- Knight of the White Orchid: Knight
- Lavinia of the Tenth: Soldier
- Stunt Double: Shapeshifter
- Karmic Guide: Spirit
- Burnished Hart: Elk
- Dreamscape Artist: Spellshaper
- Merfolk Trickster: Merfolk
Out of this list we have a bit of everything. Some ramp options, some value options and some control options. The best part of this card is that the ability can be activated at instant speed so we have access to all these different abilities and can choose just the right moment to bring one out.
If we have the time and mana to set this up we can always bring out Karmic Guide to reanimate the shapeshifter then get the Eldrazi Displacer to start flickering the guide allowing us to shapeshift as many times as we like!
Getting As Much Value As Possible
We have a lot of powerful enter the battlefield abilities but we need some ways to get extra value out of them.
Momentary Blink, Ghostly Flicker and Eerie Interlude let us flicker our creatures at instant speed meaning we can save them from removal and since the interlude lets them come back at the end step it can even save our stuff from a board wipe.
Stonecloaker and Whitemane Lion let us pick our creatures back up if we have enough mana to replay them. These two cards are mainly used as repeatable ways to trigger Ephara since they are able to target themselves.
Eldrazi Displacer, Angel of Condemnation and Equilibrium are versatile because we can use them to get extra uses out of our creatures or to disrupt our opponents.
Panharmonicon and Conjurer’s Closet are powerful artifacts that give us extra uses from our creatures without paying any additional mana.
Controlling the Board
Having answers at instant speed is something most people know is important however I still think it is an underrated feature. I see so many Oblivion Ring type effects and so many Vindicates and the massive problem with these removal spells is that they are being used on permanents that might not even be used against the player casting the removal spell.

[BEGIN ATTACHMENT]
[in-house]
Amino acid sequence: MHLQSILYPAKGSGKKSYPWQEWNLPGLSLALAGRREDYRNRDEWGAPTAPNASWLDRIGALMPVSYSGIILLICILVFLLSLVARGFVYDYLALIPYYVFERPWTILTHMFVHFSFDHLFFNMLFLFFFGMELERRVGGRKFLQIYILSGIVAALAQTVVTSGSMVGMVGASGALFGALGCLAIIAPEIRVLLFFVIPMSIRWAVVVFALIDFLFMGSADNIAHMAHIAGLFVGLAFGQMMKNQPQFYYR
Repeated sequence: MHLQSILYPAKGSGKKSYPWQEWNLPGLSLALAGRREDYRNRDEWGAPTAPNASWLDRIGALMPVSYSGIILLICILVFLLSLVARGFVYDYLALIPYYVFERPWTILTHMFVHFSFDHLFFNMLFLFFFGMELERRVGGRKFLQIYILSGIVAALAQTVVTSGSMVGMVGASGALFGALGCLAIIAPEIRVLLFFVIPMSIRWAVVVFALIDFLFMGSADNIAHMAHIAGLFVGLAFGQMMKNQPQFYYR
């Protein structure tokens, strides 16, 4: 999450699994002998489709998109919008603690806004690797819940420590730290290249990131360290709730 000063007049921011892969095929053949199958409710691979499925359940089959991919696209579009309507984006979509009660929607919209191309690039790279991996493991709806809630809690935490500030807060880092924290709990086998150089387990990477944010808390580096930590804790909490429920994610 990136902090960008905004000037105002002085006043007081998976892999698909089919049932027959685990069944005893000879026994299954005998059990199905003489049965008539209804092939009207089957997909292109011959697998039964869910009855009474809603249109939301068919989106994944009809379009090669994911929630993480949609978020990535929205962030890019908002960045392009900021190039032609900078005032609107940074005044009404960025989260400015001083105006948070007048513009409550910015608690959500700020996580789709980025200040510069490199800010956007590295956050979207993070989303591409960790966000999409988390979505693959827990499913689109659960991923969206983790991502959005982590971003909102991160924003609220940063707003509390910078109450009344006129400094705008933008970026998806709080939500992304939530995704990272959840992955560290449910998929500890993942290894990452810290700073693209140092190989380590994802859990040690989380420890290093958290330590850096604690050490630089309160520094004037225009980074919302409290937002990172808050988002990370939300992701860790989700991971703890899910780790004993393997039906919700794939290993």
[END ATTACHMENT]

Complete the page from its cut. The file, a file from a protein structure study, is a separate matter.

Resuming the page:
In a multiplayer environment if someone has a must-answer threat in play. We only have to answer it if it is threatening us. It can be actively beneficial to keep a strong threat in play if it is being used against one of our opponents.
This deck makes great use out of instant speed answers because if we don’t need to remove something we always have the default of flashing in a value creature and draw some cards with Ephara.
We have three board wipes at instant speed in Rout, Evacuation and Aetherize. The two board wipes we have that are not at instant speed are Dusk to Dawn and Cleansing Nova. Two very powerful cards that come with a ton of added value.
Finally for removal we have two creature removal spells and two disenchant effects. Swords to Plowshares and Reality Shift both get rid of a creature for good at very efficient costs. Forsake the Worldly and actual Disenchant get rid of an annoying enchantment or artifact while similarly not being too expensive.
Developing our Mana
As I mentioned earlier in the deck overview, we want as many ways as possible to get Ephara out on turn three. Azorius Signet, Mind Stone, Marble Diamond, Sky Diamond, Gold Myr, Silver Myr, Knight of the White Orchid and Sol Ring all facilitate that play pattern.
Another key card to mention here is Oketra’s Monument. This card works incredibly well with Whitemane Lion and Stonecloaker as it allows you to create as many 1/1 warriors as you have the mana to spend.
We can easily upgrade our board wipes by adding two very powerful instant speed wipes.
Our ramp package can be upgraded by including a great creature with a powerful enter the battlefield ability and an additional card that lets us get Ephara out on turn three while eliminating our hand size restriction.
These cards are all very powerful and accomplish the goals we are aiming towards very efficiently. Deadeye Navigator is actually a power level upgrade rather than a budget upgrade. I did not include it in the actual list because a lot of players feel the card generates oppressive play patterns. If your playgroup hits that certain power threshold than definitely include the navigator because it is incredibly strong.
So that’s Blue White Flash in Commander! Porting this constructed deck into commander was a blast since it combined two parts of magic that I love. That’s what this format is all about in the end, expressing yourself with what you decide to bring to the table.
I hope I pleased some other mages that love to play at instant speed and I will see you all next time!